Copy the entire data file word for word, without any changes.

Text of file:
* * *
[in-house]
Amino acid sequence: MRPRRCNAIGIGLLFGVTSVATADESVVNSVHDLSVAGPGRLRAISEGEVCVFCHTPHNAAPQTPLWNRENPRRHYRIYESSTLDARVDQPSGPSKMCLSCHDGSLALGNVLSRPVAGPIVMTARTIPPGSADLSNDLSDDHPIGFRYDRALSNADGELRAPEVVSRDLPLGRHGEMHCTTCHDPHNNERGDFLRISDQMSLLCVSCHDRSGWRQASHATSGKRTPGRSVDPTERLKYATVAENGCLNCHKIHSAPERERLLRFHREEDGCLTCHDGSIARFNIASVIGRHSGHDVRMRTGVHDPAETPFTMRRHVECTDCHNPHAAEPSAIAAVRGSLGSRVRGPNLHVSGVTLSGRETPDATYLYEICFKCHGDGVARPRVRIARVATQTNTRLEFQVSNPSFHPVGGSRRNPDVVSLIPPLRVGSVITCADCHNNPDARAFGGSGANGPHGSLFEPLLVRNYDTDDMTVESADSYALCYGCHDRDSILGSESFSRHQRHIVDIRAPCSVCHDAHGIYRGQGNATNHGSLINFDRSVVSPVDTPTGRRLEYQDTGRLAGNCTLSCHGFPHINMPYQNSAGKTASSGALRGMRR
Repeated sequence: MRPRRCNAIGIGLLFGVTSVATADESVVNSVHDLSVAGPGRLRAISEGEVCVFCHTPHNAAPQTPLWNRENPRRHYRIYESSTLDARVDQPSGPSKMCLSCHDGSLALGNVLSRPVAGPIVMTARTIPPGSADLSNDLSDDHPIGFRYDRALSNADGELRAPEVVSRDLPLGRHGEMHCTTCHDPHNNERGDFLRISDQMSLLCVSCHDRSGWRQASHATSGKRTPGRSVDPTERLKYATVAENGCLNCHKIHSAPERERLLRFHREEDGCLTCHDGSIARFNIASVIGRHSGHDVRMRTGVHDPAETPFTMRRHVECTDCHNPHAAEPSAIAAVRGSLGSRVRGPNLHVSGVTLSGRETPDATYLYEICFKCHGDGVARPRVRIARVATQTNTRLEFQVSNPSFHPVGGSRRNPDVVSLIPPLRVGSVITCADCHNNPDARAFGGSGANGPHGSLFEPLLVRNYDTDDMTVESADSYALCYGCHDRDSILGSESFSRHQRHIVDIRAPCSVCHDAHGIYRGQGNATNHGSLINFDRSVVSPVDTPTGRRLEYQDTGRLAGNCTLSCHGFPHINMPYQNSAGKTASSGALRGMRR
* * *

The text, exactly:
[in-house]
Amino acid sequence: MRPRRCNAIGIGLLFGVTSVATADESVVNSVHDLSVAGPGRLRAISEGEVCVFCHTPHNAAPQTPLWNRENPRRHYRIYESSTLDARVDQPSGPSKMCLSCHDGSLALGNVLSRPVAGPIVMTARTIPPGSADLSNDLSDDHPIGFRYDRALSNADGELRAPEVVSRDLPLGRHGEMHCTTCHDPHNNERGDFLRISDQMSLLCVSCHDRSGWRQASHATSGKRTPGRSVDPTERLKYATVAENGCLNCHKIHSAPERERLLRFHREEDGCLTCHDGSIARFNIASVIGRHSGHDVRMRTGVHDPAETPFTMRRHVECTDCHNPHAAEPSAIAAVRGSLGSRVRGPNLHVSGVTLSGRETPDATYLYEICFKCHGDGVARPRVRIARVATQTNTRLEFQVSNPSFHPVGGSRRNPDVVSLIPPLRVGSVITCADCHNNPDARAFGGSGANGPHGSLFEPLLVRNYDTDDMTVESADSYALCYGCHDRDSILGSESFSRHQRHIVDIRAPCSVCHDAHGIYRGQGNATNHGSLINFDRSVVSPVDTPTGRRLEYQDTGRLAGNCTLSCHGFPHINMPYQNSAGKTASSGALRGMRR
Repeated sequence: MRPRRCNAIGIGLLFGVTSVATADESVVNSVHDLSVAGPGRLRAISEGEVCVFCHTPHNAAPQTPLWNRENPRRHYRIYESSTLDARVDQPSGPSKMCLSCHDGSLALGNVLSRPVAGPIVMTARTIPPGSADLSNDLSDDHPIGFRYDRALSNADGELRAPEVVSRDLPLGRHGEMHCTTCHDPHNNERGDFLRISDQMSLLCVSCHDRSGWRQASHATSGKRTPGRSVDPTERLKYATVAENGCLNCHKIHSAPERERLLRFHREEDGCLTCHDGSIARFNIASVIGRHSGHDVRMRTGVHDPAETPFTMRRHVECTDCHNPHAAEPSAIAAVRGSLGSRVRGPNLHVSGVTLSGRETPDATYLYEICFKCHGDGVARPRVRIARVATQTNTRLEFQVSNPSFHPVGGSRRNPDVVSLIPPLRVGSVITCADCHNNPDARAFGGSGANGPHGSLFEPLLVRNYDTDDMTVESADSYALCYGCHDRDSILGSESFSRHQRHIVDIRAPCSVCHDAHGIYRGQGNATNHGSLINFDRSVVSPVDTPTGRRLEYQDTGRLAGNCTLSCHGFPHINMPYQNSAGKTASSGALRGMRR